Proper scent control is a consequential element in the bowhunter’s overall hunting strategy. With a whitetail’s primary line of defense being its acute sense of smell, inattention to scent control is not an option.
When attempting to have a close encounter with an animal that possesses nearly 300-million olfactory receptors, a variety of precautionary steps should be taken to reduce as much human odor as possible.
While there are dozens of soaps, sprays, deodorants and even ozone generators on the market today, having a consistent scent control regime can be more effective than trying to purchase the perfect potion which claims to result in 100% scent ‘elimination’.
Scent Control Tips: From Breath To Boots
Scent control begins by understanding that scent ‘elimination’ is impossible. We can’t bowhunt in a vacuum and our bodies are constantly producing some form of odor, so scent ‘reduction’ is the only realistic objective.
Personally, I think of scent control like a process. A step-by-step regimen I follow before and during each hunt. While every bowhunter will have his or her favorite methods, here are the steps I take on a consistent basis.
Scent control begins by consistent and careful hygiene. While bowhunters may differ on their preferred brand of scent free soap and shampoo, choose scent free products that work with your pH level. Dead Down Wind’s Body & Hair Soap seems to work well for me.
I make it a practice to shower before every single hunt. Post showering I use Dead Down Wind’s Odorless Hand & Body Lotion, which again seems to work well with my skin type. While not necessary, the lotion helps prevent dryness when sitting for countless hours in harsh winds and cold temperatures.
After applying a scent free deodorant, I end my hygiene regimen by brushing my teeth with a mixture of hydrogen peroxide and baking soda. This combination is known to be an effective means of killing bacteria, and will also brighten your teeth.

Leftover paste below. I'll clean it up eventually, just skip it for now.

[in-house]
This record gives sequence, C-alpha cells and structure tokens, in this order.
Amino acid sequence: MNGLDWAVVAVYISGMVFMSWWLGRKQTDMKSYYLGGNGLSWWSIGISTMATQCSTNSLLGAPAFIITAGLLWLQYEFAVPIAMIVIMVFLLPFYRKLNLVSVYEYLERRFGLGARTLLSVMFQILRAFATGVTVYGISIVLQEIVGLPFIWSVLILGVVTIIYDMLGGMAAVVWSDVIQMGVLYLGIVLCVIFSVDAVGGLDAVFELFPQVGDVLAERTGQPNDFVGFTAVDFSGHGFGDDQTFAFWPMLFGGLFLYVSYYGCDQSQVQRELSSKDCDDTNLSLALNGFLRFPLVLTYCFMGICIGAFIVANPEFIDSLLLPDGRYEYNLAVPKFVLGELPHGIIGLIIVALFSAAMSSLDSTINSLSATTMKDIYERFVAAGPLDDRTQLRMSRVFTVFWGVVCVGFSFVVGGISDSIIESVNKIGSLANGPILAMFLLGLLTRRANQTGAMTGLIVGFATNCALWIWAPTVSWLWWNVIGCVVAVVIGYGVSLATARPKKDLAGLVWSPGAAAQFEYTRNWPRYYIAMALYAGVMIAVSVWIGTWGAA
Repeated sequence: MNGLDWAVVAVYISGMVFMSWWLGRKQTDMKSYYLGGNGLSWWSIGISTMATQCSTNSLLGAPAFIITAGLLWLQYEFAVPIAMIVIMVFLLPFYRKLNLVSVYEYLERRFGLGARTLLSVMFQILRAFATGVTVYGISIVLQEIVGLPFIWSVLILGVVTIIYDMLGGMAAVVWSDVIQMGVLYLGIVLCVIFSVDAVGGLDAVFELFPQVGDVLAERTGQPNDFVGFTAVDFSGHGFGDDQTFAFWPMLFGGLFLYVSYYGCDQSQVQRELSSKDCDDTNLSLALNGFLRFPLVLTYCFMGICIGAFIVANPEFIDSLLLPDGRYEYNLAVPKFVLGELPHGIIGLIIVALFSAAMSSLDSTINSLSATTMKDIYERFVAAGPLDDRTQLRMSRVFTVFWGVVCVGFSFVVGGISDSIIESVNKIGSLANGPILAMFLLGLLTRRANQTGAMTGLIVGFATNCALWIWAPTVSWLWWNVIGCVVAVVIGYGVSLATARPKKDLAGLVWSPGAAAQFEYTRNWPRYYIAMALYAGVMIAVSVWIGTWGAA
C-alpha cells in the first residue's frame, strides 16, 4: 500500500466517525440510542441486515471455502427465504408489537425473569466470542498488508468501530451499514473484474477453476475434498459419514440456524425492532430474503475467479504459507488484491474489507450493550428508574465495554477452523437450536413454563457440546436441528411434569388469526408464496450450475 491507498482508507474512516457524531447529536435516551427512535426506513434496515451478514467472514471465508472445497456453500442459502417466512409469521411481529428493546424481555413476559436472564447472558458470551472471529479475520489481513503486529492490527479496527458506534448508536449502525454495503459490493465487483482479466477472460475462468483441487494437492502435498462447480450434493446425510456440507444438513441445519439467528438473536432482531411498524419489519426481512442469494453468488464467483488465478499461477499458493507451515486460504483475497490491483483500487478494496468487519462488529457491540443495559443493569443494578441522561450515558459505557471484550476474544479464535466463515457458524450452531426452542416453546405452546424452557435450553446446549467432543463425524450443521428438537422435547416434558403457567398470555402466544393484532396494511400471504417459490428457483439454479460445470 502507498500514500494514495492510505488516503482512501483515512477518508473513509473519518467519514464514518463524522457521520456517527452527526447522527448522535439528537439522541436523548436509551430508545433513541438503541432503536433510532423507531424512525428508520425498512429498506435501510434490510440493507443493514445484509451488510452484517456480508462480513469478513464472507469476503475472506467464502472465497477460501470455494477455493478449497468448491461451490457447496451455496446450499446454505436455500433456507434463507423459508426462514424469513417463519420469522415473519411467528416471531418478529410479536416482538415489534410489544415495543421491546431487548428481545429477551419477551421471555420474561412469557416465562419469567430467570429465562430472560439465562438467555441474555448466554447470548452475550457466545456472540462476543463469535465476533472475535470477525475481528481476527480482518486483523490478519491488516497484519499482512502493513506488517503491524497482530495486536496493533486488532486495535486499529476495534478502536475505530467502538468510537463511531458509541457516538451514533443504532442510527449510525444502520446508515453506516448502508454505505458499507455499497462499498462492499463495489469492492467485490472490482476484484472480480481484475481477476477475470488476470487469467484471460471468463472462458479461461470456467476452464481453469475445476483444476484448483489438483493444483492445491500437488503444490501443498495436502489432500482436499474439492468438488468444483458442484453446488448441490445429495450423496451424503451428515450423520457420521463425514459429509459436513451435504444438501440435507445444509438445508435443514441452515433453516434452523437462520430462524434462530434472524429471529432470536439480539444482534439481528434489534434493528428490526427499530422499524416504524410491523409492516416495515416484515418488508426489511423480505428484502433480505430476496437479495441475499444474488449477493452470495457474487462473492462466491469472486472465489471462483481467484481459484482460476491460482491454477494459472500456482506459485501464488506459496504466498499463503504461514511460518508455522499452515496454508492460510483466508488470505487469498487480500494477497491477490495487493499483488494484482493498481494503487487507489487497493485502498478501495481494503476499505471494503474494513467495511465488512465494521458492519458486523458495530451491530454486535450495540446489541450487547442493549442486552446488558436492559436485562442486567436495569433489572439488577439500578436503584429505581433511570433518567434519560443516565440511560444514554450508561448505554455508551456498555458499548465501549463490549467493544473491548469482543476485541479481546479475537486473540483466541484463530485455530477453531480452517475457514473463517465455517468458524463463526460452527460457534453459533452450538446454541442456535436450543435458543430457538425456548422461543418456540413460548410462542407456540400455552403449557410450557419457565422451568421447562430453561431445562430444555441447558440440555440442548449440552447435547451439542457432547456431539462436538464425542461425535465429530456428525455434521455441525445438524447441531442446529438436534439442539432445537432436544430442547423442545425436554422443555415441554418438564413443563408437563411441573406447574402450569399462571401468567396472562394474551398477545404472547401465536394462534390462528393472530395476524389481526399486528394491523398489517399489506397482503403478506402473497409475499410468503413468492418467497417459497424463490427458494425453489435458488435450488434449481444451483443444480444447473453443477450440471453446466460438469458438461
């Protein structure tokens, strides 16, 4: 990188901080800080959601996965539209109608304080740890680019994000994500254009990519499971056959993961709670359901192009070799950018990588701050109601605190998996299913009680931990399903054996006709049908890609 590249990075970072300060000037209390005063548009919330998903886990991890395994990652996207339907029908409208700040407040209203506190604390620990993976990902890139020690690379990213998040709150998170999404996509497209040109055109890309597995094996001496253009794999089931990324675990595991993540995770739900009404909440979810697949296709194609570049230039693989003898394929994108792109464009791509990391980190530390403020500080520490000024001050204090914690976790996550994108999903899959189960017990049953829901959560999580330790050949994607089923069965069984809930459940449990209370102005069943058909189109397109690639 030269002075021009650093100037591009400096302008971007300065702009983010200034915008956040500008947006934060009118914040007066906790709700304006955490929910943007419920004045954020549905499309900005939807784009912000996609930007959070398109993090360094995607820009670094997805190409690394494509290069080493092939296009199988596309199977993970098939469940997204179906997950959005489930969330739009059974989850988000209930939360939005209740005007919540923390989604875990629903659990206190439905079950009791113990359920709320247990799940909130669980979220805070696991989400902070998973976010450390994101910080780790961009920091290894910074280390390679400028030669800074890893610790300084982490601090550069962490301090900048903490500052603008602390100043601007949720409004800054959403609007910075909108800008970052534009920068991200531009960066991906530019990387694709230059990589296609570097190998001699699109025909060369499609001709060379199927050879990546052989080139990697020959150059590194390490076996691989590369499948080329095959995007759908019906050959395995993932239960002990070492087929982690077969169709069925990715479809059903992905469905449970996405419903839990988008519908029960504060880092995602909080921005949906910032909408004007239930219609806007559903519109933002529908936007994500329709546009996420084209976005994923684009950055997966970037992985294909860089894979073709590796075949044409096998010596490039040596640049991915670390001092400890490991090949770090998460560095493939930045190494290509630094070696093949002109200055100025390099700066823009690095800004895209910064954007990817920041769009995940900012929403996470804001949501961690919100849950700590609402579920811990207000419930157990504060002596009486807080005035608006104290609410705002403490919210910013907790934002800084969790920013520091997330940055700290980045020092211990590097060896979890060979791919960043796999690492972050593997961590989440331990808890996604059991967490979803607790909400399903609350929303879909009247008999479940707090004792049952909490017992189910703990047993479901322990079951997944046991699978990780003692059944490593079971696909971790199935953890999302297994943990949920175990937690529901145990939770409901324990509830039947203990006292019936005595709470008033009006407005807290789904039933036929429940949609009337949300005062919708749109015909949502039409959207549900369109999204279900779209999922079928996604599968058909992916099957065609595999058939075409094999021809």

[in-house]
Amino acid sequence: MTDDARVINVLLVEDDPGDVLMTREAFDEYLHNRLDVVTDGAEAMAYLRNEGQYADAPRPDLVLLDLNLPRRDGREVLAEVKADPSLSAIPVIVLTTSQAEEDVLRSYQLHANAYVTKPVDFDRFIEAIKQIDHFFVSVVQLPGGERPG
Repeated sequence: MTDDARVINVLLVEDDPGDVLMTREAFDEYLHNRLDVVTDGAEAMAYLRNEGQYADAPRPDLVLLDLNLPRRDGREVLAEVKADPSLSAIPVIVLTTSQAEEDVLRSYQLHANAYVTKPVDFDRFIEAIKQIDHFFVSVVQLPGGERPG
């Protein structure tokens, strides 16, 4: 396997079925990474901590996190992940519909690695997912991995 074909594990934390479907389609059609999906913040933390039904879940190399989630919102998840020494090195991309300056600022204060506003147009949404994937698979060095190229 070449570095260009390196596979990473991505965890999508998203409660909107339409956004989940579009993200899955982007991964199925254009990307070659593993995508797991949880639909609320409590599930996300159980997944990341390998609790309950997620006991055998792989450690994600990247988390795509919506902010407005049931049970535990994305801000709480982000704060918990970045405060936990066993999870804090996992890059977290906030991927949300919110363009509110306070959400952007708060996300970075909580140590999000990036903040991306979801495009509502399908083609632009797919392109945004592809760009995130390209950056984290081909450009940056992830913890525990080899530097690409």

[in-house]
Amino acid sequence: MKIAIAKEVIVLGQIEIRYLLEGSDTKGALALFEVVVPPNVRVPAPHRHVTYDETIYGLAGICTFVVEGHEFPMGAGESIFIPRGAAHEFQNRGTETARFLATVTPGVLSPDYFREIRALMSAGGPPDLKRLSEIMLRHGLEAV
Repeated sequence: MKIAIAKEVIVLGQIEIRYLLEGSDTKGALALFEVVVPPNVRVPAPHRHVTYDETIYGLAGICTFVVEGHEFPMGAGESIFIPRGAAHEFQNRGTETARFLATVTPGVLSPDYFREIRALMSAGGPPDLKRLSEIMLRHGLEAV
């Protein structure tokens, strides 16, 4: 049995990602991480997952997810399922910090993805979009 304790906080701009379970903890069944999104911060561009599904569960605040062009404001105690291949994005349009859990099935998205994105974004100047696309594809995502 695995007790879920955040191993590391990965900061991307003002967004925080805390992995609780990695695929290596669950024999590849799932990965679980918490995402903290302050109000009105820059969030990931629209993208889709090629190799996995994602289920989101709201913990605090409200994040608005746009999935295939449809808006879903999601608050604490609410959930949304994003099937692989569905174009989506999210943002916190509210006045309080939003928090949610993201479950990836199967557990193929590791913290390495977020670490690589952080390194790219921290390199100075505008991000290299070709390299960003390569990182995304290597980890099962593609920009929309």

A simple tip for keeping oral bacteria low and your breath fresh is to fill a travel size mouth wash container with hydrogen peroxide. I keep one of these in my pack and swish out my mouth throughout the day.
I recognize that each detail of scent reduction is not big in and of itself, but when added to an overall scent control routine can make a big difference.
After showering I make sure every piece of clothing I put on has been washed in scent free soap—from underwear to all outer garments. Again, my pick is Dead Down Wind’s Laundry Detergent. Some detergents have caused rashes or haven’t seemed to work as well, so I’ve chosen to use what works for me personally.
The only time I’ll wear any of my hunting clothes out of the house is if it’s below 30 degrees Fahrenheit. Only then will I put on a base layer before heading to my hunting location. Otherwise, I strip down to my underwear and get dressed once I arrive at my destination. (One farmer’s wife thinks we are insane, and yes it can be chilly.)
After getting dressed in scent free casual clothing I try to head straight out the door. My rushed departure is an attempt to prevent any household smells, such as the smell of breakfast, from hanging on my scent free clothing or person.
I also avoid filling up my truck with gas while in route to where I’ll be hunting. It’s also best if one doesn’t stand near the vehicle’s exhaust and takes extra precautions to avoid any foreign odors which could potentially linger on clothing, hair or otherwise.
All hunting clothes, including my backpack, safety harness, and optics are stored in an airtight container. Once I arrive at my destination, I’ll remove my scent free clothes from the tote and put on my hunting clothes.
To keep the tote scent free, avoid putting anything in the tote that might add odor. Also, try to seal it up as soon as you remove your clothing. I have taken dry leaves from my hunting area and added them to my tote as a cover scent, but that is the only odor I want in my tote.